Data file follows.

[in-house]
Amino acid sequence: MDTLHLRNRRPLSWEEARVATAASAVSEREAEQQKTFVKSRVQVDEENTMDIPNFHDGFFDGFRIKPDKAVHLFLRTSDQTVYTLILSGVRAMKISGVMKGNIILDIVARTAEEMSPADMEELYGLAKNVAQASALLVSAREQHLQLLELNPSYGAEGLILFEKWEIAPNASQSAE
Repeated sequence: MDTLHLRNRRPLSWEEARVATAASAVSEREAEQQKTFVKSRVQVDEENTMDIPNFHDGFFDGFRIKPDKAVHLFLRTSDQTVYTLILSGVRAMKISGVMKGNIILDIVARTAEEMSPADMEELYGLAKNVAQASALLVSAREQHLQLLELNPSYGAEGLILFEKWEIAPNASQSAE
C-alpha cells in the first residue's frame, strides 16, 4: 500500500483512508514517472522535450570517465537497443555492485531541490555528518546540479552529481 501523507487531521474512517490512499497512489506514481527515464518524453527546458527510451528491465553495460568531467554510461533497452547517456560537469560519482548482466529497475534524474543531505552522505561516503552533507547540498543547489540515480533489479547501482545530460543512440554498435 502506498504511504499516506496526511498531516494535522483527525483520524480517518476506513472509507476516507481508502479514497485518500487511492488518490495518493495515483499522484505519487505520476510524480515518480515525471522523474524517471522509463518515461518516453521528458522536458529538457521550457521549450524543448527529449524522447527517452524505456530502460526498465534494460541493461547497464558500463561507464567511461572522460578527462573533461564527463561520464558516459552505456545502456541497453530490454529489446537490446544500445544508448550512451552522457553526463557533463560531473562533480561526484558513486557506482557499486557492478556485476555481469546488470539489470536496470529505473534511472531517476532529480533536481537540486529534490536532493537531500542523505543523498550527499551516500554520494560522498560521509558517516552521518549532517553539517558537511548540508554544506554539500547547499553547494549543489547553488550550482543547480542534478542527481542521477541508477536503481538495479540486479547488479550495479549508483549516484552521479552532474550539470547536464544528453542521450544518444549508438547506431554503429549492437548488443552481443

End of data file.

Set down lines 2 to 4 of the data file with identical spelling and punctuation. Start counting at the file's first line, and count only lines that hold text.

Amino acid sequence: MDTLHLRNRRPLSWEEARVATAASAVSEREAEQQKTFVKSRVQVDEENTMDIPNFHDGFFDGFRIKPDKAVHLFLRTSDQTVYTLILSGVRAMKISGVMKGNIILDIVARTAEEMSPADMEELYGLAKNVAQASALLVSAREQHLQLLELNPSYGAEGLILFEKWEIAPNASQSAE
Repeated sequence: MDTLHLRNRRPLSWEEARVATAASAVSEREAEQQKTFVKSRVQVDEENTMDIPNFHDGFFDGFRIKPDKAVHLFLRTSDQTVYTLILSGVRAMKISGVMKGNIILDIVARTAEEMSPADMEELYGLAKNVAQASALLVSAREQHLQLLELNPSYGAEGLILFEKWEIAPNASQSAE
C-alpha cells in the first residue's frame, strides 16, 4: 500500500483512508514517472522535450570517465537497443555492485531541490555528518546540479552529481 501523507487531521474512517490512499497512489506514481527515464518524453527546458527510451528491465553495460568531467554510461533497452547517456560537469560519482548482466529497475534524474543531505552522505561516503552533507547540498543547489540515480533489479547501482545530460543512440554498435 502506498504511504499516506496526511498531516494535522483527525483520524480517518476506513472509507476516507481508502479514497485518500487511492488518490495518493495515483499522484505519487505520476510524480515518480515525471522523474524517471522509463518515461518516453521528458522536458529538457521550457521549450524543448527529449524522447527517452524505456530502460526498465534494460541493461547497464558500463561507464567511461572522460578527462573533461564527463561520464558516459552505456545502456541497453530490454529489446537490446544500445544508448550512451552522457553526463557533463560531473562533480561526484558513486557506482557499486557492478556485476555481469546488470539489470536496470529505473534511472531517476532529480533536481537540486529534490536532493537531500542523505543523498550527499551516500554520494560522498560521509558517516552521518549532517553539517558537511548540508554544506554539500547547499553547494549543489547553488550550482543547480542534478542527481542521477541508477536503481538495479540486479547488479550495479549508483549516484552521479552532474550539470547536464544528453542521450544518444549508438547506431554503429549492437548488443552481443